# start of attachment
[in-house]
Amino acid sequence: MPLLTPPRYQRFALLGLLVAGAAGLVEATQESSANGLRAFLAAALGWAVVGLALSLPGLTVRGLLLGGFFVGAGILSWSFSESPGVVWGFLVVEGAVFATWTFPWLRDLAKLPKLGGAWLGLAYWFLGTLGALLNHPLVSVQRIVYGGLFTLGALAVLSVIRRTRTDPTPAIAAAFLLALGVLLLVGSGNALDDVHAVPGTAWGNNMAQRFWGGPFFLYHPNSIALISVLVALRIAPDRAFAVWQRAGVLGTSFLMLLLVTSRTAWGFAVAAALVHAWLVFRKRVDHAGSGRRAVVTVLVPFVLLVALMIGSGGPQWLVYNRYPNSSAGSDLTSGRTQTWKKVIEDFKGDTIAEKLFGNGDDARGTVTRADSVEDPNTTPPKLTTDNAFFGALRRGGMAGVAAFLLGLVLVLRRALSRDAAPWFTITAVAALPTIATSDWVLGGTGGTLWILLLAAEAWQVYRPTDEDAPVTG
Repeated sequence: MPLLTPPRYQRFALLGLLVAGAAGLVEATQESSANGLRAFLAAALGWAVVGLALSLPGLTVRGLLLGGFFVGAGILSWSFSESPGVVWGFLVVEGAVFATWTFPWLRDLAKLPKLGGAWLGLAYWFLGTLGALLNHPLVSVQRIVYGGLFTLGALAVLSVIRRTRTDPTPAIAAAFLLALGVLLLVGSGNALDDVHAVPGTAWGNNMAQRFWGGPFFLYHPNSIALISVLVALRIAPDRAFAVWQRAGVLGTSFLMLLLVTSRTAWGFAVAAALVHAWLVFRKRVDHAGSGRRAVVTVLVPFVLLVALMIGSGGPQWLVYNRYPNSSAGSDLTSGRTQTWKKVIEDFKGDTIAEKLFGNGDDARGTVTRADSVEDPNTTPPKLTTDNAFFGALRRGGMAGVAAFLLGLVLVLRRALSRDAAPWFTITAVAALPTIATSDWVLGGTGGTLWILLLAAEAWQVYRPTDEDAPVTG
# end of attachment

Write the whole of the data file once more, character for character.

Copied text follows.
[in-house]
Amino acid sequence: MPLLTPPRYQRFALLGLLVAGAAGLVEATQESSANGLRAFLAAALGWAVVGLALSLPGLTVRGLLLGGFFVGAGILSWSFSESPGVVWGFLVVEGAVFATWTFPWLRDLAKLPKLGGAWLGLAYWFLGTLGALLNHPLVSVQRIVYGGLFTLGALAVLSVIRRTRTDPTPAIAAAFLLALGVLLLVGSGNALDDVHAVPGTAWGNNMAQRFWGGPFFLYHPNSIALISVLVALRIAPDRAFAVWQRAGVLGTSFLMLLLVTSRTAWGFAVAAALVHAWLVFRKRVDHAGSGRRAVVTVLVPFVLLVALMIGSGGPQWLVYNRYPNSSAGSDLTSGRTQTWKKVIEDFKGDTIAEKLFGNGDDARGTVTRADSVEDPNTTPPKLTTDNAFFGALRRGGMAGVAAFLLGLVLVLRRALSRDAAPWFTITAVAALPTIATSDWVLGGTGGTLWILLLAAEAWQVYRPTDEDAPVTG
Repeated sequence: MPLLTPPRYQRFALLGLLVAGAAGLVEATQESSANGLRAFLAAALGWAVVGLALSLPGLTVRGLLLGGFFVGAGILSWSFSESPGVVWGFLVVEGAVFATWTFPWLRDLAKLPKLGGAWLGLAYWFLGTLGALLNHPLVSVQRIVYGGLFTLGALAVLSVIRRTRTDPTPAIAAAFLLALGVLLLVGSGNALDDVHAVPGTAWGNNMAQRFWGGPFFLYHPNSIALISVLVALRIAPDRAFAVWQRAGVLGTSFLMLLLVTSRTAWGFAVAAALVHAWLVFRKRVDHAGSGRRAVVTVLVPFVLLVALMIGSGGPQWLVYNRYPNSSAGSDLTSGRTQTWKKVIEDFKGDTIAEKLFGNGDDARGTVTRADSVEDPNTTPPKLTTDNAFFGALRRGGMAGVAAFLLGLVLVLRRALSRDAAPWFTITAVAALPTIATSDWVLGGTGGTLWILLLAAEAWQVYRPTDEDAPVTG